Climate Dynamics

, Volume 37, Issue 1–2, pp 297–311 | Cite as

North Atlantic climate responses to perturbations in Antarctic Intermediate Water

  • Jennifer A. Graham
  • David P. Stevens
  • Karen J. Heywood
  • Zhaomin Wang
Article

Abstract

Recent observations suggest Antarctic Intermediate Water (AAIW) properties are changing. The impact of such variations is explored using idealised perturbation experiments with a coupled climate model, HadCM3. AAIW properties are altered between 10 and 20°S in the South Atlantic, maintaining constant potential density. The perturbed AAIW remains subsurface in the South Atlantic, but as it moves northwards, it surfaces and interacts with the atmosphere leading to density anomalies due to heat exchanges. For a cooler, fresher AAIW, there is a significant decrease in the mean North Atlantic sea surface temperature (SST), of up to 1°C, during years 51–100. In the North Atlantic Current region there are persistent cold anomalies from 2,000 m depth to the surface, and in the overlying atmosphere. Atmospheric surface pressure increases over the mid-latitude Atlantic, and precipitation decreases over northwest Africa and southwest Europe. Surface heat flux anomalies show that these impacts are caused by changes in the ocean rather than atmospheric forcing. The SST response is associated with significant changes in the Atlantic meridional overturning circulation (MOC). After 50 years there is a decrease in the MOC that persists for the remainder of the simulation, resulting from changes in the column-averaged density difference between 30°S and 60°N. Rather than showing a linear response, a warmer, saltier AAIW also leads to a decreased MOC strength for years 51–100 and resulting cooling in the North Atlantic. The non-linearity can be attributed to opposing density responses as the perturbed water masses interact with the atmosphere.

Keywords

Antarctic Intermediate Water Perturbation Atlantic 

Notes

Acknowledgments

Funding has been provided by a PhD studentship for the UK Natural Environment Research Council. This work has also been supported by a CASE studentship with the British Antarctic Survey. The research presented in this paper was carried out on the High Performance Computing Cluster supported by the Research Computing Service at the University of East Anglia. We would like to thank Ian Stevens for his technical support in the initial stages of this project, and two anonymous reviewers for their useful comments.

References

  1. Arbic B, Owens W (2001) Climatic warming of Atlantic intermediate waters. J Clim 14:4091–4108CrossRefGoogle Scholar
  2. Aoki S, Bindoff NL, Church JA (2005) Interdecadal water mass changes in the Southern Ocean between 30°E and 160°E. Geophys Res Lett 32:1–5Google Scholar
  3. Banks HT, Bindoff NL (2003) Comparison of observed temperature and salinity changes in the Indo-Pacific with results from the coupled climate model HadCM3: processes and mechanisms. J Clim 16:156–166CrossRefGoogle Scholar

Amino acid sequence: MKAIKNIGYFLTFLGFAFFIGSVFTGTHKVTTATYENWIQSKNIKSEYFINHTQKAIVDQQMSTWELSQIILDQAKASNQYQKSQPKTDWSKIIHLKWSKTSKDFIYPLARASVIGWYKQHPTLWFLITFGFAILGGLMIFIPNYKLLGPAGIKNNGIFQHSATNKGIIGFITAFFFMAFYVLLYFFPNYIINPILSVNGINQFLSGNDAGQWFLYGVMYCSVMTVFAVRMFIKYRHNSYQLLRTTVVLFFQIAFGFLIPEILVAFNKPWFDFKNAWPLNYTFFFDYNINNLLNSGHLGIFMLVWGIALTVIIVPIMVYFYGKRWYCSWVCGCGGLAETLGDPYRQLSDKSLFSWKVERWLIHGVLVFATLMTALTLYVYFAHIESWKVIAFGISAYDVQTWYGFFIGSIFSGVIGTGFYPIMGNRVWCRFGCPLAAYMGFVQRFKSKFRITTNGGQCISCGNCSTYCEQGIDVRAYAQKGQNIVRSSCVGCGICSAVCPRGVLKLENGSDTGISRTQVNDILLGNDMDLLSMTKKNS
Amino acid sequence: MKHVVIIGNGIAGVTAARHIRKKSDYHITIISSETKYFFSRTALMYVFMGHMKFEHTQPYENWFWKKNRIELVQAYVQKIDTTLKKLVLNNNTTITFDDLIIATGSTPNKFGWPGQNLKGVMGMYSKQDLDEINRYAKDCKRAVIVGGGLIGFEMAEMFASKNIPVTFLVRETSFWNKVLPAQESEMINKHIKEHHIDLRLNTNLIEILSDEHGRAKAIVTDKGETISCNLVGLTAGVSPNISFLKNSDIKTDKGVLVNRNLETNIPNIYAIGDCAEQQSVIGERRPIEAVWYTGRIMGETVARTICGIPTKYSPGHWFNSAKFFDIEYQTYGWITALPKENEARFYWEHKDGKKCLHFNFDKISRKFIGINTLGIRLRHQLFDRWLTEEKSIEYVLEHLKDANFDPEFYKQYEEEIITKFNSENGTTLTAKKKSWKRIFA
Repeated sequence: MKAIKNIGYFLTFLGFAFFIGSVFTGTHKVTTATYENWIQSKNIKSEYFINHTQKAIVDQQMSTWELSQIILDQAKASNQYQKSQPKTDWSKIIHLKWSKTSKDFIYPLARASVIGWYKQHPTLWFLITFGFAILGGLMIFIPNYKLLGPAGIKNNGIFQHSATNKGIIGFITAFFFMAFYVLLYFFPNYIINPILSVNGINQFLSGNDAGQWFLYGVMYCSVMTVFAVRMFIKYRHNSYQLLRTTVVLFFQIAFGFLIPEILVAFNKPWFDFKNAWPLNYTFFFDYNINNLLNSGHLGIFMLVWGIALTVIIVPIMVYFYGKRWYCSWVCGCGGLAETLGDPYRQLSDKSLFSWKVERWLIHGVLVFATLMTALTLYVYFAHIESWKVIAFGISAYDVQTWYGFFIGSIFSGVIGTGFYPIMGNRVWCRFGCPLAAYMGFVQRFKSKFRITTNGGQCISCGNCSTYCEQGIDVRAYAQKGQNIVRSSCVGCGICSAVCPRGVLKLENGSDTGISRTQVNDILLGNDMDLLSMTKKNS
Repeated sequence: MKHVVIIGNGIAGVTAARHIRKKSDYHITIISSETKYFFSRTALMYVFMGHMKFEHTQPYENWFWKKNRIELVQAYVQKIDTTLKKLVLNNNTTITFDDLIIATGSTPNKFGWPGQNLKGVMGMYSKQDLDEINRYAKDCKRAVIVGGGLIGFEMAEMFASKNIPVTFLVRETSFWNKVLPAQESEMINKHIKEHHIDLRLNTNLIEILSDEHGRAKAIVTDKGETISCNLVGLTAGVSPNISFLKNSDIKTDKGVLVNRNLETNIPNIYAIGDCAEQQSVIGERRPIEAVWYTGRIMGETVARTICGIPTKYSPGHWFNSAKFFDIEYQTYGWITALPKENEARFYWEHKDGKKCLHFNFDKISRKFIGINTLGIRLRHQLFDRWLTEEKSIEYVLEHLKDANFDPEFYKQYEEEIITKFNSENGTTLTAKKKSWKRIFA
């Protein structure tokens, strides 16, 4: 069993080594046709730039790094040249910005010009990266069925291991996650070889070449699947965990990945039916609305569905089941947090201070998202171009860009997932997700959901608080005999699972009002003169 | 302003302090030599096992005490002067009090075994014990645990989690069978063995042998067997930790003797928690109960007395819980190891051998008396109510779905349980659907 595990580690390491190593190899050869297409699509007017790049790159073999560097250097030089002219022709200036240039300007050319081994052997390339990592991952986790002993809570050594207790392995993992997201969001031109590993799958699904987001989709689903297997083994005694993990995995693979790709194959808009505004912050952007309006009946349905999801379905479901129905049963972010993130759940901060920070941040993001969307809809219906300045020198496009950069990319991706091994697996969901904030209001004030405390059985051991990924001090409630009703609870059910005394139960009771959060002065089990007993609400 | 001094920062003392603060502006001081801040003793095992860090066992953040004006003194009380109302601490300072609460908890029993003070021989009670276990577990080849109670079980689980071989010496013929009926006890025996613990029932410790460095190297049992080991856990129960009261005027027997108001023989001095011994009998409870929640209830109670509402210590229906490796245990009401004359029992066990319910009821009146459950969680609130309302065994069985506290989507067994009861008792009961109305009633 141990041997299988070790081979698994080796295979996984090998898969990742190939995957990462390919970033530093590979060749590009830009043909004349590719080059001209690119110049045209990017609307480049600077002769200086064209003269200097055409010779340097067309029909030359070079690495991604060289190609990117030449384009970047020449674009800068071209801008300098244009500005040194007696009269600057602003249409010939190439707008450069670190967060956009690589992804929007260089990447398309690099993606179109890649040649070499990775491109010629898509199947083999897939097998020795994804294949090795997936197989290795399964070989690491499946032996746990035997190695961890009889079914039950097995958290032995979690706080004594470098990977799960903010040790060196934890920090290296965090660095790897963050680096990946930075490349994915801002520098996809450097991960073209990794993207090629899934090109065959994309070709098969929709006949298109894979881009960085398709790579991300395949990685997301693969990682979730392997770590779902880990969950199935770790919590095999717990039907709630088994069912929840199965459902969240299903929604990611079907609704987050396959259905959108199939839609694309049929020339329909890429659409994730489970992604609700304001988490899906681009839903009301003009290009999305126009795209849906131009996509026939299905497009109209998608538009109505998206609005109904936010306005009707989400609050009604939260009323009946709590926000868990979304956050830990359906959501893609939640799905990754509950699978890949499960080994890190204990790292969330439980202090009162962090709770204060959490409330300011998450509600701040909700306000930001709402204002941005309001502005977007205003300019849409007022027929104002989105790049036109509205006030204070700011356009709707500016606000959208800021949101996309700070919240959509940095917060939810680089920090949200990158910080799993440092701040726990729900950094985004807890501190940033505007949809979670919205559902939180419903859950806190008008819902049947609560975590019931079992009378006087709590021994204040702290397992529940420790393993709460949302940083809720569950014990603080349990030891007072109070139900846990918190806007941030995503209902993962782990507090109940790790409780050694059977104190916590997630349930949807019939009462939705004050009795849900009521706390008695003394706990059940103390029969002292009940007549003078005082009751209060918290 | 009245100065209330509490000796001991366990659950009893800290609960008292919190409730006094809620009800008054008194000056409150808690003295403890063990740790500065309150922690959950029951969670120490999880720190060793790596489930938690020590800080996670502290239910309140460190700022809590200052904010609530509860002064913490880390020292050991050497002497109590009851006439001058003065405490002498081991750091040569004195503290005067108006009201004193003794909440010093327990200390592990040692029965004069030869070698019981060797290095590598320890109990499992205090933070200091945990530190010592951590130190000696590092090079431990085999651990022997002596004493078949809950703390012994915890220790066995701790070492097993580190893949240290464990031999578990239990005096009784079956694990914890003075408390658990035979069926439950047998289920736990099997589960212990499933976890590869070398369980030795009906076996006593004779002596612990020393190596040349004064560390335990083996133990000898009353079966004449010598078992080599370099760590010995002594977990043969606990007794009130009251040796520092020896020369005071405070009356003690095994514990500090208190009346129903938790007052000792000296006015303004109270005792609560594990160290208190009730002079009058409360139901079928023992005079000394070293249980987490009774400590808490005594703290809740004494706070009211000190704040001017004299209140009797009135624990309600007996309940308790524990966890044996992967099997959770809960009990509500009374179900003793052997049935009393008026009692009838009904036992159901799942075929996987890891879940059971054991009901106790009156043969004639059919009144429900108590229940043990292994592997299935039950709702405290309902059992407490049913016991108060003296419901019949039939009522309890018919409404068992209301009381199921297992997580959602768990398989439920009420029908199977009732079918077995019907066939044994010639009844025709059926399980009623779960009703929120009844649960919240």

4. Bindoff NL, McDougall TJ (2000) Decadal changes along an Indian Ocean section at 32°S and their interpretation. J Phys Oceanogr 30:1207–1222CrossRefGoogle Scholar
  5. Bryden HL, McDonagh EL, King BA (2003) Changes in ocean water mass properties: oscillations or trends? Sci Agric 300:2086–2088Google Scholar
  6. Collins M, Tett SFB, Cooper C (2001) The internal climate variability of HadCM3, a version of the Hadley Centre coupled model without flux adjustments. Clim Dyn 17:61–81CrossRefGoogle Scholar
  7. Cooper C, Gordon C (2002) North Atlantic oceanic decadal variability in the Hadley Centre coupled model. J Clim 15:45–72CrossRefGoogle Scholar
  8. Cunningham SA, Kanzow T, Rayner D, Baringer MO, Johns WE, Marotzke J, Longworth HR, Grant EM, Hirschi JJ-M, Beal LM, Meinen CS, Bryden HL (2007) Temporal variability of the Atlantic meridional overturning circulation at 26.5°N. Science 317:935–938CrossRefGoogle Scholar
  9. Curry R, Dickson B, Yashayaev I (2003) A change in the freshwater balance of the Atlantic Ocean over the past four decades. Nature 426:826–829CrossRefGoogle Scholar
  10. Delworth T, Mann M (2000) Observed and simulated multidecadal variability in the Northern Hemisphere. Clim Dyn 16:661–676CrossRefGoogle Scholar
  11. Deser C, Blackmon M (1993) Surface climate variations over the North Atlantic Ocean during winter: 1900–1989. J Clim 6:1743–1753CrossRefGoogle Scholar
  12. Gordon C, Cooper C, Senior CA, Banks H, Gregory JM, Johns TC, Mitchell JFB, Wood RA (2000) The simulation of SST, sea ice extents and ocean heat transports in a version of the Hadley Centre coupled model without flux adjustments. Clim Dyn 16:147–168CrossRefGoogle Scholar